Sunday, November 20, 2016

The Challenges of Fake News, Algorithms and more

  • On Nov. 12, Facebook CEO Mark Zuckerberg said “After the election, many people are asking whether fake news contributed to the result, and what our responsibility is to prevent fake news from spreading. These are very important questions and I care deeply about getting them right. I want to do my best to explain what we know here … Of all the content on Facebook, more than 99% of what people see is authentic. Only a very small amount is fake news and hoaxes. The hoaxes that do exist are not limited to one partisan view, or even to politics. Overall, this makes it extremely unlikely hoaxes changed the outcome of this election in one direction or the other … That said, we don't want any hoaxes on Facebook. Our goal is to show people the content they will find most meaningful, and people want accurate news. We have already launched work enabling our community to flag hoaxes and fake news, and there is more we can do here. We have made progress, and we will continue to work on this to improve further.”
  • Addressing concerns about a fake story in its news feed, Google spokeswoman Andrea Faville, said “The goal of search is to provide the most relevant and useful results for our user… in this case, we clearly didn’t get it right, but we are continually working to improve our algorithms.”
  • On Nov. 17, U.S. President Barak Obama said “Because in an age where there’s so much active misinformation and it's packaged very well and it looks the same when you see it on a Facebook page or you turn on your television … If everything seems to be the same and no distinctions are made, then we won’t know what to protect.”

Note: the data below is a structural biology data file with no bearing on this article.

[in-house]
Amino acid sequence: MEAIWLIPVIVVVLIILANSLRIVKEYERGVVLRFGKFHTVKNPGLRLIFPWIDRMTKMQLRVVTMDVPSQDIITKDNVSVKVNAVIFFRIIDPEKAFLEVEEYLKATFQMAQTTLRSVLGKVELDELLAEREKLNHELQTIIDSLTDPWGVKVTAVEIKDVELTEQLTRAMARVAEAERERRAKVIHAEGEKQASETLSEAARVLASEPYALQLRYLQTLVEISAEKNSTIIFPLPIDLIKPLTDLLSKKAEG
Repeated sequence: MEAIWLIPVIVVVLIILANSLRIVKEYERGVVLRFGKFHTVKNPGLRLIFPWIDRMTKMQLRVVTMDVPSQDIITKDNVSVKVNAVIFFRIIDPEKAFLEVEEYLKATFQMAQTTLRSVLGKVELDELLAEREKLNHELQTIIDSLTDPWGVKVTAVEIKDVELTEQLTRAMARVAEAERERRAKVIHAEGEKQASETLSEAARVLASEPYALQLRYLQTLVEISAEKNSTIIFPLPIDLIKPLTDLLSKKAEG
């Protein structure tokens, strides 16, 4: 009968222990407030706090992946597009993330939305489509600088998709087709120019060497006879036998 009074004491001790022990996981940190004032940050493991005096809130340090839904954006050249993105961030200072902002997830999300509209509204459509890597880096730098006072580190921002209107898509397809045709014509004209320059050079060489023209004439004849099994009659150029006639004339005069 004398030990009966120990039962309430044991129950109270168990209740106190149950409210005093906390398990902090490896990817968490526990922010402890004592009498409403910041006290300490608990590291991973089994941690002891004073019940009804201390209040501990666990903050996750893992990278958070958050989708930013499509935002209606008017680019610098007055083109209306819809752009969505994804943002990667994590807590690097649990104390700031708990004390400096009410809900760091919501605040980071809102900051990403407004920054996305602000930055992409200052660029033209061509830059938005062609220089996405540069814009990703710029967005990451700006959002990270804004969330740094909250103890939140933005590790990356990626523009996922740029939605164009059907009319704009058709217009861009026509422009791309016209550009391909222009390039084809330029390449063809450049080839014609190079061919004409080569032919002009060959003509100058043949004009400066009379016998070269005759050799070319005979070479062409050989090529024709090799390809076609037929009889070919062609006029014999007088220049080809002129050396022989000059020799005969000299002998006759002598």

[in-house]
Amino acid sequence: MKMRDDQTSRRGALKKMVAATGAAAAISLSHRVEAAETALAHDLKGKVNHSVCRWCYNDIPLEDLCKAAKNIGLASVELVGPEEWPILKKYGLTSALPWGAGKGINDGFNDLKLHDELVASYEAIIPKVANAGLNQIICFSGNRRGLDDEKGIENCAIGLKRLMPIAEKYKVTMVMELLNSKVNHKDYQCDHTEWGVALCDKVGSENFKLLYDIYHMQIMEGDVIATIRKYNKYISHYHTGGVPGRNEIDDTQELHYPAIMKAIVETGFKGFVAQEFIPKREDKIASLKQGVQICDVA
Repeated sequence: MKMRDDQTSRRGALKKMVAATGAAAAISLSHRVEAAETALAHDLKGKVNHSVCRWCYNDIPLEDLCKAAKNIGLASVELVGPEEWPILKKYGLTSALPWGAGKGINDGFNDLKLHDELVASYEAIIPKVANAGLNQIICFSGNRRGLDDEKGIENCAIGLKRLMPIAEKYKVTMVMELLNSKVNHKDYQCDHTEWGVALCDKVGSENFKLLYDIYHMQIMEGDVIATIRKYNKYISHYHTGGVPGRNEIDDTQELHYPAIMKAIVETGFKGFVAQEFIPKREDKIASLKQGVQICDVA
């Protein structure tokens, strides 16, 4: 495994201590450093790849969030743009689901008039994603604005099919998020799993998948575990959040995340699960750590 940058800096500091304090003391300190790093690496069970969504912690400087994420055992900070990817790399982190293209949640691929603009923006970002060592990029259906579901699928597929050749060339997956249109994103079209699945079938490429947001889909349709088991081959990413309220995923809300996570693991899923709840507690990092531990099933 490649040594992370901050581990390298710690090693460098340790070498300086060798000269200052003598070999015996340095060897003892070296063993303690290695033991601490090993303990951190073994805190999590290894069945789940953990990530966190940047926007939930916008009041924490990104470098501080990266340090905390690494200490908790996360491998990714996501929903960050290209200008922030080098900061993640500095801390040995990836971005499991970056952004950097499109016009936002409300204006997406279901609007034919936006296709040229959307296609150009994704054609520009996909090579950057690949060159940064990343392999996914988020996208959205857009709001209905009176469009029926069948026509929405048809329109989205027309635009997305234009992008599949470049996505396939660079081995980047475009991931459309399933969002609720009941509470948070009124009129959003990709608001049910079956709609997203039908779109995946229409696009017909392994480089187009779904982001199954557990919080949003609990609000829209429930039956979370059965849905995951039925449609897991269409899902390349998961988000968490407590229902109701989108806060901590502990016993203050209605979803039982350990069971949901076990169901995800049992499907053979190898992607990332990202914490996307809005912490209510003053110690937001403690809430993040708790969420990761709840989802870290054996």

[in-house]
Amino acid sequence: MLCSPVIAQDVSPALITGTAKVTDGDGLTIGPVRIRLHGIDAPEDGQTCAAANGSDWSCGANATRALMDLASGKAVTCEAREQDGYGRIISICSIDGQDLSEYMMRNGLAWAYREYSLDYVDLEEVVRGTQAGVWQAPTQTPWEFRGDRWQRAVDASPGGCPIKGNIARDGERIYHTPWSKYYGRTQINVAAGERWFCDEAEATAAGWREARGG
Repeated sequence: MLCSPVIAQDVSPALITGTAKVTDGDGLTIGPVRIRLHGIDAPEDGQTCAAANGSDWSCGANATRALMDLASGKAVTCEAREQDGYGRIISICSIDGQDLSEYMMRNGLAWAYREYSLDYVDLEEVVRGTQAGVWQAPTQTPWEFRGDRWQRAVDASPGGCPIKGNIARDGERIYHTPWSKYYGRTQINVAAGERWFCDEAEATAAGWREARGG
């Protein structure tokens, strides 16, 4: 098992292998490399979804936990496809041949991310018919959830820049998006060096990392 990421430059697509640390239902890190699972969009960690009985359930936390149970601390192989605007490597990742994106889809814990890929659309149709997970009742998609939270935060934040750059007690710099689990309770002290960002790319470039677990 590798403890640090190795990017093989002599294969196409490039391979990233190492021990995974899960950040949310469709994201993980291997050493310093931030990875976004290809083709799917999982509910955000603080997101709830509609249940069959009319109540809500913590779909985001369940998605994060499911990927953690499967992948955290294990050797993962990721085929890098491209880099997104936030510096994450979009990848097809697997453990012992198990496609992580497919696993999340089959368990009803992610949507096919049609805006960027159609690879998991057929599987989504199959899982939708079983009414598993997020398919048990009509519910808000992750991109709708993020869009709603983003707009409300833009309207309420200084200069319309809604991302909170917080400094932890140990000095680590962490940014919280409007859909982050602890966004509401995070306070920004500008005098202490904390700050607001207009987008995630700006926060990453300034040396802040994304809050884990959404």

• On Oct. 25, German chancellor Angela Merkel said “I’m of the opinion, that algorithms must be made more transparent, so that one can inform oneself as an interested citizen about questions like, ‘What influences my behavior on the internet and that of others?’ Algorithms, when they are not transparent, can lead to a distortion of our perception; they can shrink our expanse of information.”
  • Regarding fake news – Any automated process used to identify “fake” or biased news will likely introduce its own set of biased outcomes.  As a result, users should take a more active role in understanding the integrity of their news sources.
  • Regarding algorithms – Algorithms can help manage tasks ranging from the repetitive to the complex.  Requests for more checks and balances to improve system design and minimize biased logic will likely increase.


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